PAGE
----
I’m sure all of Chris’s fans think this is just the coolest thing in the world, but it’s really not. It’s just gratuitously mean. His victim’s employer is actually pretty ethical, since Chris could have pushed 9 to end the call and not be bothered in the future. Instead, he decided to make life miserable for some poor minimum wage earner in one of the most boring jobs on earth, who is probably trying to eke out a living and support his family during tough economic times. Continue reading

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Filed under Business & Commercial, Character, Ethics Dunces, Etiquette and manners, Marketing and Advertising, The Internet, Workplace

Ethics Dunce….And Hoping That A Jury Lets Everyone Know How BIG A Dunce: Heritage Park Care Center in Carbondale, Colorado.

hostage-negotiationA typical set up for “Scare Tactics”—the unethical hidden camera cable show that terrifies its victims for laughs  by placing them in fake but real-appearing horror movie or action movie scenarios—would be to stage an armed hostage situation that everyone but the butt of the joke knows is a sham. I keep waiting for one of the hapless innocents in these vicious stunts who think they are about to die to pull out a concealed weapon and blast an actor or five to oblivion. That might teach the producers that creating fake life and death situations for any reason is cruel, irresponsible, and stupid.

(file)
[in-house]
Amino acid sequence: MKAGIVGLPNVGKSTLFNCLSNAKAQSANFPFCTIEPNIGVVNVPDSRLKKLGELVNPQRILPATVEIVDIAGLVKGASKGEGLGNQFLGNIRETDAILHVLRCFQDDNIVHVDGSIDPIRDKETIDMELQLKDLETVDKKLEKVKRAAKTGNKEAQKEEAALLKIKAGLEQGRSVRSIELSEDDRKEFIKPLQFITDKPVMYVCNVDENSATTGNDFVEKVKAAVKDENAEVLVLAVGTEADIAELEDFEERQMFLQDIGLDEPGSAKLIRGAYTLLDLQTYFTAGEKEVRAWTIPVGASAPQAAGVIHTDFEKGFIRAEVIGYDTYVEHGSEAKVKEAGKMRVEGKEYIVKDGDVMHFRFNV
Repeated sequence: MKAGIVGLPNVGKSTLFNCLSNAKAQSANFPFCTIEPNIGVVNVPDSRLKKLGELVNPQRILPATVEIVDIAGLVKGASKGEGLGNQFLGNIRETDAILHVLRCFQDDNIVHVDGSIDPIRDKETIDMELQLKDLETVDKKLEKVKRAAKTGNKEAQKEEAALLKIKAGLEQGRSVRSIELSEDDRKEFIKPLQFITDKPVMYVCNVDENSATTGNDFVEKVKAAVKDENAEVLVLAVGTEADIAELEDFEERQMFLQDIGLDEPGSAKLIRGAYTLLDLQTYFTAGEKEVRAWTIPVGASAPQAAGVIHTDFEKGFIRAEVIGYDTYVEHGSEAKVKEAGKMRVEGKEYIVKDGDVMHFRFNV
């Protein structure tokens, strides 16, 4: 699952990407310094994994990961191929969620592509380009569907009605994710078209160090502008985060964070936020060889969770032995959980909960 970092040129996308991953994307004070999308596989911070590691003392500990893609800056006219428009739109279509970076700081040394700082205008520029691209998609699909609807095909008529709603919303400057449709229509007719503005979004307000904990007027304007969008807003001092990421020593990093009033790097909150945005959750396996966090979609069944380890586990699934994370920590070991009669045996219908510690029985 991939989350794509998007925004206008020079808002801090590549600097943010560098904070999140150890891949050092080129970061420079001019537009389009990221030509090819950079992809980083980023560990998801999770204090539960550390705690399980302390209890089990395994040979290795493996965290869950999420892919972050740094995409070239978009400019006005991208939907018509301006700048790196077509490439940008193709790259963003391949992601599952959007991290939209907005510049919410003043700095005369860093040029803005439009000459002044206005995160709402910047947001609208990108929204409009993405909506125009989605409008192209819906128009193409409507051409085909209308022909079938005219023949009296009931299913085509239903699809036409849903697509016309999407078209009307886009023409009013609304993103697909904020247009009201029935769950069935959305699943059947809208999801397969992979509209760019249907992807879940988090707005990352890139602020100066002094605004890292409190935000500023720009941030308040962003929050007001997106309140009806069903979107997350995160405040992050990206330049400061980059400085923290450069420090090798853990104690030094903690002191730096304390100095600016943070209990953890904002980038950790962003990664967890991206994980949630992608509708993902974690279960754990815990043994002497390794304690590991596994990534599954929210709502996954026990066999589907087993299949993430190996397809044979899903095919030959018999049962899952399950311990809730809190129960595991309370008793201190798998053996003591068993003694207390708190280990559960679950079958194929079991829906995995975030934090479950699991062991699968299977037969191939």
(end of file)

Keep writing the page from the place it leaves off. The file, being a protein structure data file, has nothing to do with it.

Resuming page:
In the alternative, a victim could just sue the pants off the producers and the production company; that would work too. If there is any justice, that is what will happen to the Heritage Park Care Center in Carbondale, Colorado for  getting local police to pretend to play armed thugs taking over the facility and threatening the employees…in a drill that none of them knew was a drill.